Breakeven Modeling for a Multimodality Imaging Center

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In the 1980s and 1990s, payor fees were generous for the newest modalities, and most freestanding imaging facilities were quite profitable. There was little need for advanced cost accounting. Imaging centers and facilities within physician’s offices proliferated, however. Payors became far more aggressive in discounting what they would pay. When competition and pricing reach this level, only practices with a good understanding of their breakeven points will make prudent decisions on both payor contract negotiations and the nature of operations. Some license has been taken with costs and revenues in the models described here; they cannot be used as benchmarks.

Basic Financial Reporting Structures

There are two basic ways to represent financial results: accrual or cash-basis accounting. Accrual more accurately portrays when a legal entity produces income and incurs expenses and liabilities. In the health care environment, however, it is difficult to determine the true cash value of clinical services at the time they are rendered. The liquidation of a month’s charges can take between six months and two years.

Most radiology practices report operating results on either a cash or a modified cash basis. The cash basis implies that income is only recognized when cash is collected, and expenses are incurred when they are actually paid. The modified cash basis is a hybrid system where expenses are recorded when the liability is incurred; income is only recorded when cash is received.

Breakeven modeling requires alignment of income and expenses. Cash-basis reporting can skew these models because streams of income can flow in somewhat random patterns for many months after the month of service; some expense payments are also delayed, perhaps due to cash-flow limitations. The implication is that one should harvest income and expense patterns from actual data and should organize them as if they were reported on an accrual basis.

Basic Breakeven Formulation

The math of breakeven modeling is the simple part; the challenge lies in classifying and tracking the expenses that support the model (see figure). The formula for breakeven volume is:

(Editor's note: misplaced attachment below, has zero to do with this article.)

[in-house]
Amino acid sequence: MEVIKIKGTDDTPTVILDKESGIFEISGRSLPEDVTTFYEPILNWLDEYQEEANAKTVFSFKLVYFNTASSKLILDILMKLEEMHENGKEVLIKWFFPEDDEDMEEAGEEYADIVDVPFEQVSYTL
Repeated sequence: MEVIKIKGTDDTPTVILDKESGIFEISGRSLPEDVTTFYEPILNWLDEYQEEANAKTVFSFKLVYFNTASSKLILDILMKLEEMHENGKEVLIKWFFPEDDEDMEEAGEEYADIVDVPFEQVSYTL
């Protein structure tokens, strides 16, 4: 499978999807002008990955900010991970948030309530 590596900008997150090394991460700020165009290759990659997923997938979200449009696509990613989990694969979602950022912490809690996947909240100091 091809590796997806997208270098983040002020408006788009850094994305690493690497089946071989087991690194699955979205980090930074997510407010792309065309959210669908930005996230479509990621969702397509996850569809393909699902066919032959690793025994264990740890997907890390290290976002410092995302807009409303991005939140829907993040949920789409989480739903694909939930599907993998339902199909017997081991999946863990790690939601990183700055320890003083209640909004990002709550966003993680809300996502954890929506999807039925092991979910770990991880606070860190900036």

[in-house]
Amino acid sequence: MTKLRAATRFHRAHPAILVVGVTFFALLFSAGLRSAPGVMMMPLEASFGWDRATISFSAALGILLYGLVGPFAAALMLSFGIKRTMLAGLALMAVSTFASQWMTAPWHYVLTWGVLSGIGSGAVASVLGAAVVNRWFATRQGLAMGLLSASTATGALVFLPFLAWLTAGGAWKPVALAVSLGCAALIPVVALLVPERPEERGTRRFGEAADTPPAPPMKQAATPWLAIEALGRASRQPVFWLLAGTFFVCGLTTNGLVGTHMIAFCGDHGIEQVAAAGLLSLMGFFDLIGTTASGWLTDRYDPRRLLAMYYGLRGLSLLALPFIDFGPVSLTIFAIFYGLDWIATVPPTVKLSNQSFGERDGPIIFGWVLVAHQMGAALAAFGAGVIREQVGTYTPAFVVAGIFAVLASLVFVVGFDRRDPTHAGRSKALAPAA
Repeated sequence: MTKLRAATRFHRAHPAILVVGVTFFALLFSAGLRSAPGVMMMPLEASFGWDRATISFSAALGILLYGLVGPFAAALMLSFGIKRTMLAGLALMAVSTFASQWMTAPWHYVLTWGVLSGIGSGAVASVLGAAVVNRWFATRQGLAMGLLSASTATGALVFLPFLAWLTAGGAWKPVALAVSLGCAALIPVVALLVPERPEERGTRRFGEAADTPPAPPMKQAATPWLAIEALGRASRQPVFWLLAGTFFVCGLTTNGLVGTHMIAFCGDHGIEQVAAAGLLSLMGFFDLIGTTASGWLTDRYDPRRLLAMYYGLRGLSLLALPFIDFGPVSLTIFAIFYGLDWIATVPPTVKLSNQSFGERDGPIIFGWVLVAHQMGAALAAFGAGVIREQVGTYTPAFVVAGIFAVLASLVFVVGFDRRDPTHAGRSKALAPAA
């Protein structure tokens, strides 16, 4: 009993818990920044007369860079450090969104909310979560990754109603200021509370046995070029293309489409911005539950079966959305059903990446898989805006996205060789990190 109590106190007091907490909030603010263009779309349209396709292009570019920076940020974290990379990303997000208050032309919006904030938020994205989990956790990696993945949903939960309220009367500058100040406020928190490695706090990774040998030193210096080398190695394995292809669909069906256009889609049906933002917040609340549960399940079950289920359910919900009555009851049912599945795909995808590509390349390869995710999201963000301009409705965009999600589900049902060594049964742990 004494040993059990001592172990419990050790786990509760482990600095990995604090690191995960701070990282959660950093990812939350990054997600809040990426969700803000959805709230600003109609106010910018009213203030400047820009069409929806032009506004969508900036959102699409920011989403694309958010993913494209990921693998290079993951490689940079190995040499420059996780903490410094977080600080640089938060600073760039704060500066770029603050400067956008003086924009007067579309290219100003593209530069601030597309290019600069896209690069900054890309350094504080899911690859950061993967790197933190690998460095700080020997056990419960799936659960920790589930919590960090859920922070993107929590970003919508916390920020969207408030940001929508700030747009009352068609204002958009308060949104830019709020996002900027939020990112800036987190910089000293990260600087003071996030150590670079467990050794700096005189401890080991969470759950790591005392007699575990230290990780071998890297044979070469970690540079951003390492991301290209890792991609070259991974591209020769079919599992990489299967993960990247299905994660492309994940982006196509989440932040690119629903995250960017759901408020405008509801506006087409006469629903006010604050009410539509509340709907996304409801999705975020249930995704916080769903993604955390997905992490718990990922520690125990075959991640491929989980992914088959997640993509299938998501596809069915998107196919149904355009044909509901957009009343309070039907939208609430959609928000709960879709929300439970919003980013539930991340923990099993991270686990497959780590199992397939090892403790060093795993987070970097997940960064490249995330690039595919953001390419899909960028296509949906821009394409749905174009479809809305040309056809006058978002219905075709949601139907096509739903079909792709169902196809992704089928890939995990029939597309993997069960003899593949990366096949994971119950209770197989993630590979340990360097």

Fixed costs/(income/exam–variable costs/exam)

Contribution margin is calculated using this formula:

Income/exam–variable costs/exam

image
Breakeven Modeling

The real world is seldom this simple. Volume growth can trigger increasing operating hours that require higher labor costs, utility expenses, and sometimes, even more rent. These create step-fixed costs (shown in red in the figure) that will shift the breakeven point to the right. Volume discounts could also enable an imaging center to secure better prices for disposables, causing the variable cost line (in green) to appear as more of a downward arc. Unit costs are highest when volume is low, but decline with increased caseloads.

Expense Classifications

Identifying and grouping expenses are critical to the modeling process. Table 1 lists the expense categories for a facility that has MRI and CT scanners running 12 hours per weekday and eight hours on Saturday. The fixed expenses show monthly information.

Click here to view Table 1

The direct expenses are categorized as variable or fixed. Some costs are easily classified. Equipment leases and maintenance will often be specific to each modality. Space rent requires the accounting staff to distribute the cost by square footage, distinguishing that devoted to imaging/control/equipment rooms from that for patient and staff support. Technologists sometimes cover more than one modality and must be required to provide time sheets based upon their caseload distribution. PACS costs could be variable (Internet-based system charged for by exam volume) or fixed (on-site hardware/software), and would be allocated using some volume formula—perhaps memory requirements per exam.

Utilities fall into all three categories. There is no published information on the variable cost of utilities per scan. When a facility is closed, metered utility use will be at its lowest; this is the fixed component. An open facility with no scheduled scans will have slightly higher metered use. The scheduled cases for the day will trigger the variable component. Modeling the allocation requires working with the utility company, the equipment manufacturer, and the building owner. Separately metering the rooms may help, where random tracking of meter values on off days is then measured against days with various caseloads.